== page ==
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Indigenous Health Leader Wins Scholarship


19 May 2015 at 9:07 am
Lina Caneva
The CEO of a community-controlled Aboriginal health service in Northern Queensland has won the 2015 McCarthy Mentoring Not for Profit Executive Leaders Scholarship.

Lina Caneva | 19 May 2015 at 9:07 am


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Indigenous Health Leader Wins Scholarship
19 May 2015 at 9:07 am

The CEO of a community-controlled Aboriginal health service in Northern Queensland has won the 2015 McCarthy Mentoring Not for Profit Executive Leaders Scholarship.

CEO Suzanne Connolly-Andrews has led Gurriny Yealamucka Health Services in Yarrabah, Northern Queensland since 2012 following the transition from Government to community-controlled management of the service.

The scholarship is designed to assist a leader within the Not for Profit sector to progress their career, strengthen their leadership skills, manage organisational challenges and increase the impact of their work in the community.

It includes participation in a six month Executive Mentoring Program with a mentor external to the winner’s organisation.

McCarthy Mentoring’s Executive Director, Sophie McCarthy said Connolly-Andrews is a passionate, talented leader.

“(She) is keen to gain insights from someone who has extensive executive experience and can act as a sounding board to test ideas, guide through challenges and build further confidence in her role,” McCarthy said.

“We see the difference mentoring can make in the corporate and government sector – both personally and for the organisations – so we wanted to extend these benefits to a leader facing tough challenges and high demands in the NFP sector.”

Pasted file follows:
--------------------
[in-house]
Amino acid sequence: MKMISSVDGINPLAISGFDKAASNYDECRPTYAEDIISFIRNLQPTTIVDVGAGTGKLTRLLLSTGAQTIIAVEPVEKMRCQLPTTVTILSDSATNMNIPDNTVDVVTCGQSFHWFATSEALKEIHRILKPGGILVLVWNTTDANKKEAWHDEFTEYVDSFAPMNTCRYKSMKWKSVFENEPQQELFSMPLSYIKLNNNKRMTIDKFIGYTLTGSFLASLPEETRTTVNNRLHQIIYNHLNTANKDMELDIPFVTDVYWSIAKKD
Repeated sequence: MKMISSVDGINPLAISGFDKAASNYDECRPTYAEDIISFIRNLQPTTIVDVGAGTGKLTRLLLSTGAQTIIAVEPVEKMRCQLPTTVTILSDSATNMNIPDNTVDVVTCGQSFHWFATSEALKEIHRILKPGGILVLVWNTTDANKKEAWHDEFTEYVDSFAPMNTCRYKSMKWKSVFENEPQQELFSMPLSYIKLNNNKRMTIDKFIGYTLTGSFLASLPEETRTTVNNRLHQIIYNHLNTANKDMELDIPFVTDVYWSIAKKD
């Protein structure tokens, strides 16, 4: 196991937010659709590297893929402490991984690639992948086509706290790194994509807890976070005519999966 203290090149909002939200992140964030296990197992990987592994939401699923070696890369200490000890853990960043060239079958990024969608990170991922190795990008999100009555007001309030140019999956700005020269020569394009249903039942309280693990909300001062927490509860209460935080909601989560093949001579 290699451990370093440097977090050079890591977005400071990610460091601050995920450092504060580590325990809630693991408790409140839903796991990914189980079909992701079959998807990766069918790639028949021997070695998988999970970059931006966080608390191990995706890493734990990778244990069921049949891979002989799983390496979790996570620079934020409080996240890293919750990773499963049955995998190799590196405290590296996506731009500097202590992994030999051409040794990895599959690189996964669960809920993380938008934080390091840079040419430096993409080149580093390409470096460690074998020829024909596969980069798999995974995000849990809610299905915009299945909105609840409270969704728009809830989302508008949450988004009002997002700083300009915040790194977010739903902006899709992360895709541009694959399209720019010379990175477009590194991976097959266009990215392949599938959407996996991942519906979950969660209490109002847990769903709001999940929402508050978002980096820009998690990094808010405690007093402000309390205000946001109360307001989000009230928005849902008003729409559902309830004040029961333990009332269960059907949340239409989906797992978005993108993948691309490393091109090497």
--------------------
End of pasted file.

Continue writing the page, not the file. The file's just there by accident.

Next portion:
McCarthy Mentoring said it received the highest number of applicants since launching the scholarship three years ago. The applications were from small to large social services, disability services, media, health, youth affairs and education organisations and demonstrated the high calibre of leadership in this sector.

“It has been an exciting yet challenging time so it’s wonderful to have been given this mentoring opportunity. It will be invaluable to have an advisor, outside of my community, to offer new perspectives and help me reflect and build on my leadership skills,” Connolly-Andrews said.

With 70 staff, the majority of which are local Yarrabah residents, Connolly-Andrews oversees the provision of Primary Health Care and Wellbeing services including women and men's health, child and maternal health, social emotional and wellbeing, home medication review and chronic disease management. The key focus is preventative health care and early intervention.

Her mentor, Marg O’Donnell AO, will draw on her experience as an executive, board director and advisor to the State and Federal Government to support Connolly-Andrews in her role as a CEO and offer insights into leadership and board dynamics in a confidential, independent forum.

Marg O’Donnell AO is currently Chair of Breast Cancer Network of Australia and the Visiting Committee, Griffith University Law School. She has been the Director of the Alternative Dispute Resolution Division in the QLD Department of Justice and Attorney General and the Director-General of three QLD Government Departments including Aboriginal Affairs and the Office for Women.

2013 scholarship winner, Karen Bevan received the scholarship for her work in advocacy for disadvantaged children and families at UnitingCare. Since then she has lead the submissions team on the Royal Commission into Institutional Responses to Child Sexual Abuse, has become the CEO of Playgroups NSW and is the Vice President and a Non-Executive Director of the NSW Council of Social Service.

2014 scholarship winner, Brett Macdonald is the Co-Founder and Executive Director for national charity, Dry July Foundation and a Director at Clear Heads International. Macdonald has been instrumental in Dry July’s year-on-year success and growth. It has collectively raised more than $15 million, helping support 37 cancer services across Australia and NZ.


Lina Caneva  |  Editor  |  @ProBonoNews

Lina Caneva has been a journalist for more than 35 years. She was the editor of Pro Bono Australia News from when it was founded in 2000 until 2018.

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